Though it was overshadowed to the point of being almost lost in the madness of the slap that preceded it, this year's Academy Awards took a moment to pay tribute to The Godfather on the occasion of its 50th anniversary. Only three men took the stage to commemorate the occasion: director Francis Ford Coppola, Al Pacino (who appeared in all three Godfather films), and Robert De Niro, who played the young Vito Corleone in The Godfather Part II. After remarking that such moments "should be sincere and brief," Coppola thanked two departed collaborators: Mario Puzo, the author of the novel and Coppola's co-writer on the films' screenplays, and producer Robert Evans, whom Coppola admitted never having thanked publicly before.
There's more to the story. Coppola and Evans had a famously contentious relationship, both during the making of The Godfather and in later years, when their collaboration on The Cotton Club threatened to blow up their careers. That Coppola took a moment to acknowledge Evans felt like a coda to their clashes. But it also helped puncture the idea that The Godfather, or any movie, great or otherwise, was the product of a single artist willing it into the world. Film isn't just a collaborative medium, it's a medium that only works with the right bunch of collaborators.
The Offer, Paramount+'s 10-part miniseries about the making of The Godfather, burnishes history and takes a lot of poetic license. (Spoilers for a 50-year-old movie and a 50-year-old crime: Gangster Joe Gallo was gunned down in the middle of the night, not during the day and blocks away from the spot where Coppola was filming the attempted assassination of Vito Corleone.) But a strict adherence to facts is for making-of documentaries and books like Mark Seal's very good recent Godfather history Take the Cannoli. In a purely fact-checking sense, The Offer doesn't get everything right. But as a story of a gang of misfits banding together to accomplish something none of them could do alone, it's a nicely acted and frequently involving (if hyperextended) bit of storytelling.
The primary misfit is Albert Ruddy, played with a low voice and a resting scowl seemingly inspired by Robert Mitchum by Miles Teller. Though steadily employed as a programmer at the Rand Corporation, Ruddy dreams of a job in the world of entertainment and uses his gift for persuasion to sell a seemingly beyond tasteless-sounding series called Hogan's Heroes, a comedy about a German POW camp and the intrepid prisoners who live there, to CBS. With that hit under his belt, he was on his way.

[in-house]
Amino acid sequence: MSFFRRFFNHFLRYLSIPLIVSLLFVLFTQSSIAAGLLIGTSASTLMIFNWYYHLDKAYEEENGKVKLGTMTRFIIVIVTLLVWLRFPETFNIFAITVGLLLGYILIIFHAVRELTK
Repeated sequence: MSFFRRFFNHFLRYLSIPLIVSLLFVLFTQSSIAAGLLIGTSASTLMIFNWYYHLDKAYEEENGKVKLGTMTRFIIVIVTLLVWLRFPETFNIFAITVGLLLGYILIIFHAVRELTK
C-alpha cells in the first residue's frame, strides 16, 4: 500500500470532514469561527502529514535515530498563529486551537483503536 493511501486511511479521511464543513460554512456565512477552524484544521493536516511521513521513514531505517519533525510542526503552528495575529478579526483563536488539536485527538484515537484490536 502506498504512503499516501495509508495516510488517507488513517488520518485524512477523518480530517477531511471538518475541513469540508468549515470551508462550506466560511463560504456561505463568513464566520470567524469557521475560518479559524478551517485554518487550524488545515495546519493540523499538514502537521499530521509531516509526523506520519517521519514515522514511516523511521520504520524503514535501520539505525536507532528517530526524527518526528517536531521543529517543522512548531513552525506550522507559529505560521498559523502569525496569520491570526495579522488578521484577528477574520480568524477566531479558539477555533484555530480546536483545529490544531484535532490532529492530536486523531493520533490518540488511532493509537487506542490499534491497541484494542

The Offer is taken from Ruddy's experiences making The Godfather, and not always to its benefit. Early episodes get bogged down, for instance, in the story of Ruddy's dissolving marriage and though Teller delivers a solid performance, he's rarely playing the most compelling character on the screen. But as the series progresses, that choice starts to make sense, letting Ruddy serve as the still, calm center for an expanding cast of executives, creative types, and gangsters. These include Juno Temple as Bettye McCartt, Ruddy's secretary who's just as key to getting the film made as her boss; Colin Hanks as the no-nonsense, business-minded exec Barry Lapidus, the villain of the piece, at least up to a point; and Giovanni Ribisi as Joe Colombo, a gangster who protests the film (at least at first) under the guise of fighting for Italian-American civil rights.
Weary-eyed and delivering his lines as if chewing on a wet washcloth, Ribisi gives one of The Offer's more entertaining performances, and might even have taken the prize if not for Matthew Goode's work as Evans. Goode recreates the celebrity producer's slick, charming cadence and million-watt smile down to the smallest detail, which is impressive. But it's his ability to capture the fragility beneath Evans' demeanor that allows him to give The Offer its oily heart. Rounding out the ensemble are Dan Fogler and Patrick Gallo as, respectively, Coppola and Puzo, both played as artists learning to swim in deeper waters than they'd ever reached before.
No stranger to the inner workings of Hollywood, Michael Tolkin, screenwriter of The Player, serves as the series' creator and showrunner. A few winky nods aside, like an early cannoli reference, he mostly keeps the focus on the characters, who grow more endearing and familiar once the series starts rolling along and gets the necessary introductions out of the way. When the series does try to make a statement about show business, it tends to be a bit too on the nose, like a later-episode Lapidus speech about giving the audience what they want, never mind the art. It's better in moments like a scene depicting the first screening of the finished film, when Ruddy and Coppola realize their hard work and worry has all been worth it. As a Hollywood history lesson, The Offer makes a lot of shortcuts. But as an ensemble buddy story, it's consistently charming.
Still, that charm can run a bit thin when spread over the 10 episodes that give The Offer a running time that matches the length of all three Godfather films combined. Though punctuated by dramatic moments, like the attempted assassination of Colombo, it mostly chugs pleasantly along, dispensing bits of trivia when letting the characters work through individual crises, and attempting to generate suspense about whether the movie will all fall apart before its premiere. It doesn't, of course, but the best moments of The Offer make that seem like a miracle made possible only by the right people finding each other at the right time and knowing when to push and when to stand back and let the art do its work.
Premieres: Thursday, April 28 on Paramount+. Two episodes will be available to begin, with the remaining five to follow weekly
Who's in it: Miles Teller, Juno Temple, Matthew Goode
Who's behind it: Michael Tolkin
For fans of: Hollywood history, ensemble dramas, colorful performances
How many episodes we watched: 10